You’ll be able to buy this phone in black, white, blue or pink – although that last version is called ‘Cosmetic Pink’ in the marketing materials. Come on HTC: women don’t need to be told which phone is designed for them. We know pink phones can sell well, so just call it that and don’t make the gender targeting so overt....


The screen is one of the more impressive parts of this phone – and actually that should be screens, as there's not one, but two displays on board: a large Super LCD 5.7-inch screen, with QHD (2560 x 1440) resolution, and a smaller 2.05-inch (160 x 1040) resolution display above. It’s been done before, by LG on the LG V10 and LG V20, but this is the first time we’ve seen such an arrangement on a more global device.

The function of this mini screen is to save you from having to fire up the phone all the time, and, for example, preventing unnecessary distractions when you're playing a game – your calendar invites or message previews will appear there, rather than being overlaid on what you’re viewing.

Like a regular display this screen is also touch-sensitive, enabling you to swipe through your favorite contacts, quick settings, top apps and more.

It’s not the easiest to glide your finger over, as it feels like you’ll touch the main display, but perhaps that’s already been managed out by HTC, as we didn’t experience any mis-taps in our hands-on time.

New AI

This screen will also be used to display the HTC Sense Companion (HSC) information, through which your phone will work out how you can use it more effectively.

The initial offerings here are pretty rudimentary. Among other things HSC will work out your favorite people and suggest alterations as time goes by, point out when it’s time to take an umbrella if rain is forecast after days of brilliant sunshine, and check whether you really want that alarm or meeting when there’s a national holiday coming up.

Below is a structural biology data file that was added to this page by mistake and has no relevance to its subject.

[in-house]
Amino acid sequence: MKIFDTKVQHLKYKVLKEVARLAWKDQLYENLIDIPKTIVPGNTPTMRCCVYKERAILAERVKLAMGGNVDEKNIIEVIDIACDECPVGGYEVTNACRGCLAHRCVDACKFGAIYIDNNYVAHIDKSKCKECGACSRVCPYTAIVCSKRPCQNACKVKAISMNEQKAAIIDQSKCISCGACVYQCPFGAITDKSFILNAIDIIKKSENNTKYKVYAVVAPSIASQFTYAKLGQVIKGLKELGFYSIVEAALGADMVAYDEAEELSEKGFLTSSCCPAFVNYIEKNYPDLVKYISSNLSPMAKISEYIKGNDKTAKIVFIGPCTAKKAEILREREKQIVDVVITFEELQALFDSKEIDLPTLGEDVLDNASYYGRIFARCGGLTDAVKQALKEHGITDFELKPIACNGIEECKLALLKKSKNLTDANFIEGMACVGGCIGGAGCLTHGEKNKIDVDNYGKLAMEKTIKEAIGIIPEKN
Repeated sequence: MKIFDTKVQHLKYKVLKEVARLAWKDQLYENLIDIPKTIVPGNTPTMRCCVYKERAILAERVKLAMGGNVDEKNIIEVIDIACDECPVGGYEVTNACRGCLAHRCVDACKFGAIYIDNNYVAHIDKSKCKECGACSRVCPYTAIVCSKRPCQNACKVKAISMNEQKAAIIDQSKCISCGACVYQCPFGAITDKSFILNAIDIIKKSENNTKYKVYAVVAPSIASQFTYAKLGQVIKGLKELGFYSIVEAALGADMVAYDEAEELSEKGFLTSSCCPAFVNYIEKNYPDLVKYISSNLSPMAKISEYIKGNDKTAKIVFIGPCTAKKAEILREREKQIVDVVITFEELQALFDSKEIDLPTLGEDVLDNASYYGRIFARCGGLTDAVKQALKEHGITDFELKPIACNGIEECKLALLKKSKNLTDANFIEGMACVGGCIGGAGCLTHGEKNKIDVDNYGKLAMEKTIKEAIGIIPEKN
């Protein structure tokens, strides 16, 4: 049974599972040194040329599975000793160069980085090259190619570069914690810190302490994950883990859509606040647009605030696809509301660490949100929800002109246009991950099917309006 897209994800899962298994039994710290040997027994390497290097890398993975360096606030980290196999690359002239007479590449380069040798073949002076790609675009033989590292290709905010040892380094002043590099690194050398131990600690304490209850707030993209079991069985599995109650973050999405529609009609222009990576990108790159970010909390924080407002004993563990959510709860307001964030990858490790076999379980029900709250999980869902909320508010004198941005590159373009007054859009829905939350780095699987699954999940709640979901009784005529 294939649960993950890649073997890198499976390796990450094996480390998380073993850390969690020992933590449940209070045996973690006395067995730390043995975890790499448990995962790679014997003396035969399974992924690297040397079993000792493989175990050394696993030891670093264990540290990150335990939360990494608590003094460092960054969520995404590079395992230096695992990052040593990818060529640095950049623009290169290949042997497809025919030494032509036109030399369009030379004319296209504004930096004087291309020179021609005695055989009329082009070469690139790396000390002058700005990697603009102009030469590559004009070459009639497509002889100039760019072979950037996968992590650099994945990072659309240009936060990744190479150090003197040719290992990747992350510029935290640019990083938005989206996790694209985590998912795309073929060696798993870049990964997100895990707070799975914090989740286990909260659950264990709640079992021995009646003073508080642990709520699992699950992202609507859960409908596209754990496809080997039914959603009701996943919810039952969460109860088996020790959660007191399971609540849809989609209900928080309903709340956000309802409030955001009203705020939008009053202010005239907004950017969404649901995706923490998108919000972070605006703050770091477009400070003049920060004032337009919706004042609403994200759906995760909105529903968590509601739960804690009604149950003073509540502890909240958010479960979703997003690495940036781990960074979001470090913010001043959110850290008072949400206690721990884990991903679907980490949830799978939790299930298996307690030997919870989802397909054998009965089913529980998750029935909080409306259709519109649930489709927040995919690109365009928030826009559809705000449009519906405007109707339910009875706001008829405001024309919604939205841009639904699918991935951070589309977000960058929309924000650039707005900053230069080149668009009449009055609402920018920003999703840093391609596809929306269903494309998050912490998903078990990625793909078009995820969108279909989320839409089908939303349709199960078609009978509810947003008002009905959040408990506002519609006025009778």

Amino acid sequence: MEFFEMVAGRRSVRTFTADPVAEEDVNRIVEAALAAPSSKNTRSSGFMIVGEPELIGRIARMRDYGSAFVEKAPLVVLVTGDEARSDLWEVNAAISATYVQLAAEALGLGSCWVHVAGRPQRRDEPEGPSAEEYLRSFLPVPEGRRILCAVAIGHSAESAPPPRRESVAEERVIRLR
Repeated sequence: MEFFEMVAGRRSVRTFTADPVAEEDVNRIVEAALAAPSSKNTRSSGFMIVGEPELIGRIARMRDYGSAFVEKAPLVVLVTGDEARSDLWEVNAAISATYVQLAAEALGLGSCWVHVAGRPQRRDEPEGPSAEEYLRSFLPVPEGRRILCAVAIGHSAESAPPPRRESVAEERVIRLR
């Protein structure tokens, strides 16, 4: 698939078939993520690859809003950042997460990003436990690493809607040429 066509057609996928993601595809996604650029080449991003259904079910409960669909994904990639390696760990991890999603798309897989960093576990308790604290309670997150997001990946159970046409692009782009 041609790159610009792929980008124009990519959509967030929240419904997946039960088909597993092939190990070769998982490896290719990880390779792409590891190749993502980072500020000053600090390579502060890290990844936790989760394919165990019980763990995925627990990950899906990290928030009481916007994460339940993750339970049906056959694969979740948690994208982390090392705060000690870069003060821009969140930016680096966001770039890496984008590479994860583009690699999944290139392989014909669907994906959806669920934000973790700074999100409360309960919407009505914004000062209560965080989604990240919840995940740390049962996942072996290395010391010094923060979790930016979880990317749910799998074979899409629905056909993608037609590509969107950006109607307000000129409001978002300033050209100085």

None of that seems particularly ground-breaking, although this is a very early edition of the software, which HTC will presumable iterate on in the future. However, one area which sounds potentially interesting is battery management.

Where some phones will automatically go into low-power mode when hitting a certain percentage, HTC says its AI companion will work out when you usually get home from work, or habitually need power, and offer appropriate prompts, such as suggesting that you root out a charger or take a power bank with you when you're on the go.

If a quick recharge isn't possible the phone will start to disable poorly-performing apps and limit the performance of the phone, to try and eke out some more time until you can get to a charger.